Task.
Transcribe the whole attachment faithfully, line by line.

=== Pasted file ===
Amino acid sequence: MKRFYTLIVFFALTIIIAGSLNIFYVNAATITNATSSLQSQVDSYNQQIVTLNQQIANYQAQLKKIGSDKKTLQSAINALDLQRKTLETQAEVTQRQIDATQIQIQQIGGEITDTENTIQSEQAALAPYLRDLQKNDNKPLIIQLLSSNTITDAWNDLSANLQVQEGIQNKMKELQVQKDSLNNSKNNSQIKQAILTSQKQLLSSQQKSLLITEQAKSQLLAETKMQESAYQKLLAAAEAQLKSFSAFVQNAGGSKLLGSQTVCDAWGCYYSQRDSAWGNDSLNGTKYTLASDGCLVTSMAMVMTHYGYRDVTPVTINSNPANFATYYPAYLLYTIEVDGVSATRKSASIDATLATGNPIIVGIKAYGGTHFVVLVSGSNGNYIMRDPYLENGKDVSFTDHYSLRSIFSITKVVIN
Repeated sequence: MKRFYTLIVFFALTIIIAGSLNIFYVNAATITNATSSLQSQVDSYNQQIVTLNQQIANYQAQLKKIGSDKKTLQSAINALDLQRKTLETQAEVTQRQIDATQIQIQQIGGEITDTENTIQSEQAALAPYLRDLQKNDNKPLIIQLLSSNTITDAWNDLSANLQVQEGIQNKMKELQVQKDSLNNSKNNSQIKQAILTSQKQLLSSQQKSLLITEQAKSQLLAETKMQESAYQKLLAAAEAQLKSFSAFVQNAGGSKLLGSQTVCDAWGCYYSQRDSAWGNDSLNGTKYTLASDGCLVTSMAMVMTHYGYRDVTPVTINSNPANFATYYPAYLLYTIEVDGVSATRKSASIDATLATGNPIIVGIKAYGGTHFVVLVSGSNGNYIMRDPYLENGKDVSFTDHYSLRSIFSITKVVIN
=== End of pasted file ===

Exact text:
Amino acid sequence: MKRFYTLIVFFALTIIIAGSLNIFYVNAATITNATSSLQSQVDSYNQQIVTLNQQIANYQAQLKKIGSDKKTLQSAINALDLQRKTLETQAEVTQRQIDATQIQIQQIGGEITDTENTIQSEQAALAPYLRDLQKNDNKPLIIQLLSSNTITDAWNDLSANLQVQEGIQNKMKELQVQKDSLNNSKNNSQIKQAILTSQKQLLSSQQKSLLITEQAKSQLLAETKMQESAYQKLLAAAEAQLKSFSAFVQNAGGSKLLGSQTVCDAWGCYYSQRDSAWGNDSLNGTKYTLASDGCLVTSMAMVMTHYGYRDVTPVTINSNPANFATYYPAYLLYTIEVDGVSATRKSASIDATLATGNPIIVGIKAYGGTHFVVLVSGSNGNYIMRDPYLENGKDVSFTDHYSLRSIFSITKVVIN
Repeated sequence: MKRFYTLIVFFALTIIIAGSLNIFYVNAATITNATSSLQSQVDSYNQQIVTLNQQIANYQAQLKKIGSDKKTLQSAINALDLQRKTLETQAEVTQRQIDATQIQIQQIGGEITDTENTIQSEQAALAPYLRDLQKNDNKPLIIQLLSSNTITDAWNDLSANLQVQEGIQNKMKELQVQKDSLNNSKNNSQIKQAILTSQKQLLSSQQKSLLITEQAKSQLLAETKMQESAYQKLLAAAEAQLKSFSAFVQNAGGSKLLGSQTVCDAWGCYYSQRDSAWGNDSLNGTKYTLASDGCLVTSMAMVMTHYGYRDVTPVTINSNPANFATYYPAYLLYTIEVDGVSATRKSASIDATLATGNPIIVGIKAYGGTHFVVLVSGSNGNYIMRDPYLENGKDVSFTDHYSLRSIFSITKVVIN